The extent of my energy for politics after waking up and reading that America “needs to win wars again” is nil. This is about the art of cinematic storytelling.
I love a good movie. A solid script with the right cast as seen through an innovative director’s eye. And I want to believe in Hollywood, even with all the bullshit capitalism that has leeched on to the artform. I want to believe that the movie industry still puts the story first, even as it continues to bog us all down with hellish, under-written, re-hashed ideas.1
I want to believe that because of the industry side of the movie industry, some member of the Academy2 found themselves sitting around last week watching the news and realizing that nothing is as surreal as reality right now, and that the best way to give America the cathartic, completely unpredictable and absolutely perfect moment of escape would be to switch the cards on Warren Beatty.
What happened last night at the Oscars was a piece of art inadvertently taking place. The entire bullshit side of making films: the gilded statues, the diamond necklaces. The press, the entertainment press. Every aspect of industry that has capitalized for decades off a creative center, all on display. And there, in their most perfect moment, the fuck-up of forever; a sudden swipe under the leg for the industry-favorite, simple-and-easier-times La La Land in favor of the artistic and weighted tale of being black and gay, Moonlight, as announced by two icons of the exact generation whose legacy institutions are in the way of the future.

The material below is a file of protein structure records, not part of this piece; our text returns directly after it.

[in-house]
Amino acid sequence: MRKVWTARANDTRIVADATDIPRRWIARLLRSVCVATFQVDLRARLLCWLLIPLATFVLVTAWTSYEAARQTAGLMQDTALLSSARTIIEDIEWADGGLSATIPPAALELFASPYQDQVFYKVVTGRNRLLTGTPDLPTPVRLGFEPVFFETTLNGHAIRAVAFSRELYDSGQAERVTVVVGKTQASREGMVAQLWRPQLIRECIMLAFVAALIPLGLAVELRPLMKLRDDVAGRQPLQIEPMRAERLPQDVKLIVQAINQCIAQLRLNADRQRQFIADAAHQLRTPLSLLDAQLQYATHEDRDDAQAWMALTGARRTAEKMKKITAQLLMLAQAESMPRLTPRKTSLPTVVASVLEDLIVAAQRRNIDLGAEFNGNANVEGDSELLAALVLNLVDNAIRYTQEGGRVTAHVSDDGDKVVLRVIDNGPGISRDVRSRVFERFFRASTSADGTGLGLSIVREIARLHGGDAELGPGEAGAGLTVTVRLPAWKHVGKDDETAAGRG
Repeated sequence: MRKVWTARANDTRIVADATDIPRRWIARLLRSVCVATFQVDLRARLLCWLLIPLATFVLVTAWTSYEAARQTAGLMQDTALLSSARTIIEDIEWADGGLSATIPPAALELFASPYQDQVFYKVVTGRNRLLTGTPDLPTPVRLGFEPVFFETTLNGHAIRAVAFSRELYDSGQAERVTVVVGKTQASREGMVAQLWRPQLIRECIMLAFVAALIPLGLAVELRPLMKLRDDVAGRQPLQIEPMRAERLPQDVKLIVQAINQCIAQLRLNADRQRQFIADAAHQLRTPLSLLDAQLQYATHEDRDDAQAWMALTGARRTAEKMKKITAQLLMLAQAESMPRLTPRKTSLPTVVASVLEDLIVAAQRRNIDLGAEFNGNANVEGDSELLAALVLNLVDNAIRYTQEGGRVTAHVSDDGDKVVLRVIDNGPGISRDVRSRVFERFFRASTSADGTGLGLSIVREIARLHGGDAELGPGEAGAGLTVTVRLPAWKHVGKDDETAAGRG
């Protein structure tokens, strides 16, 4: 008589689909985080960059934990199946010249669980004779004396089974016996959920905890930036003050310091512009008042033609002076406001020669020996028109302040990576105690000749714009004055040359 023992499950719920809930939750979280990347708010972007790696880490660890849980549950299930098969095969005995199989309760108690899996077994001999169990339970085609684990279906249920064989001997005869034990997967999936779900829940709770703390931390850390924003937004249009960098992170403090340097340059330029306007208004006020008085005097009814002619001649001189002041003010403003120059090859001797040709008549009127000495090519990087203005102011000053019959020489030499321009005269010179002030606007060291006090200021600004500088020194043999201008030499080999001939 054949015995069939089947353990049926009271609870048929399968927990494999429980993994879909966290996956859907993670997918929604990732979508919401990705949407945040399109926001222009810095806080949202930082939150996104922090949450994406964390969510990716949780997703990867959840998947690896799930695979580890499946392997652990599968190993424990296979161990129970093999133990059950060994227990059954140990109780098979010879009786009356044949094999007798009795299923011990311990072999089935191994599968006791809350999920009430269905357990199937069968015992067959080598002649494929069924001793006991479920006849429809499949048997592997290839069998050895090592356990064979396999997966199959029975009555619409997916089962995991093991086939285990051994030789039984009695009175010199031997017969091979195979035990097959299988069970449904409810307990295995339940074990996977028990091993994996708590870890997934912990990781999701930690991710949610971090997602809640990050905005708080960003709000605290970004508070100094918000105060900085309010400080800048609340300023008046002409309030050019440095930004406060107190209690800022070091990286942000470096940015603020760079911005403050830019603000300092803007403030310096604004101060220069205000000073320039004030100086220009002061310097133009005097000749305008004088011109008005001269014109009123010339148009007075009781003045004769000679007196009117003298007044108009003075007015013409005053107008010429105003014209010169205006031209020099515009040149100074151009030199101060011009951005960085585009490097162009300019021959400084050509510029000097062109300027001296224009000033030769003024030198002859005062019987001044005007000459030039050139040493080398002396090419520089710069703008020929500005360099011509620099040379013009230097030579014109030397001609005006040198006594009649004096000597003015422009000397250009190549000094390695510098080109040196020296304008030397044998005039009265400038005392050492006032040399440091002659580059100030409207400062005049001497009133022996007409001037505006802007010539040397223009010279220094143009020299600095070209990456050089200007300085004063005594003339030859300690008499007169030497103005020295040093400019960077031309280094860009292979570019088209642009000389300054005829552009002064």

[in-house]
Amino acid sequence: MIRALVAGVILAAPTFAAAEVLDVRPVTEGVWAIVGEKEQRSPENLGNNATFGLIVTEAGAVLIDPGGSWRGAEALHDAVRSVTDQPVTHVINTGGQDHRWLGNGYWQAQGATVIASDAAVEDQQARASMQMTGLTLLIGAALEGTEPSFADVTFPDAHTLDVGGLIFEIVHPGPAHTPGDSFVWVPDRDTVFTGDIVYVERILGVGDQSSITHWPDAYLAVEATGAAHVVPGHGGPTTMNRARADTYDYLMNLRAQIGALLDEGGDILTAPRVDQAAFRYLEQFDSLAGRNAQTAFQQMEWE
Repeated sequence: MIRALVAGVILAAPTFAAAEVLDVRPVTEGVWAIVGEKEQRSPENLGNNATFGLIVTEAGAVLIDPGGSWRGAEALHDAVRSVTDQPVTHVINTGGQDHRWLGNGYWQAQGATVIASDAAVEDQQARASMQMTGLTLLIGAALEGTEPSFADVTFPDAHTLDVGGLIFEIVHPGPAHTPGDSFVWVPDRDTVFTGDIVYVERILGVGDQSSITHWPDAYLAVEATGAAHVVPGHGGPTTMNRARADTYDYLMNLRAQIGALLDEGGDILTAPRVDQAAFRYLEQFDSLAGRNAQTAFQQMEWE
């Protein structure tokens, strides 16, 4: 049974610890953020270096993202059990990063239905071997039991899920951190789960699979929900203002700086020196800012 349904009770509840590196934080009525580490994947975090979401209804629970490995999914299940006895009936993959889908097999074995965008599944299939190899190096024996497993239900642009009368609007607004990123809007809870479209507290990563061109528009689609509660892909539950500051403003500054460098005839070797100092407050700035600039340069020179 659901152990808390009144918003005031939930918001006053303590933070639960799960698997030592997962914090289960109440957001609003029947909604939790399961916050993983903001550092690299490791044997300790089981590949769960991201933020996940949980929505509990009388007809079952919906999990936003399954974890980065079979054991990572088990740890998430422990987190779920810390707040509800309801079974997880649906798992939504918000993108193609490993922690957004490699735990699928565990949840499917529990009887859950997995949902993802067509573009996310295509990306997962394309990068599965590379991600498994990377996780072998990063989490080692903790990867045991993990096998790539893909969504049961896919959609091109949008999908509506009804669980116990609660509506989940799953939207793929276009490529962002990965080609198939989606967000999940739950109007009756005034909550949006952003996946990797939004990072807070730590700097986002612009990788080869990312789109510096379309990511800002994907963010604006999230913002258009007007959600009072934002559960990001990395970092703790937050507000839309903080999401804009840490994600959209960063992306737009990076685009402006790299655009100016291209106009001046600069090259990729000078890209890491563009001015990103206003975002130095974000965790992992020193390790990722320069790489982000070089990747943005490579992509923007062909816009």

More than likely, an intern, inevitably fired by now, just grabbed the wrong envelope in some back-stage fiasco. Wouldn’t it be great, though, if some unnamed film industry hero decided to give America a surprise ending it could get behind, and for the briefest period of time, we could all forget about the world around us and escape to Hollywood.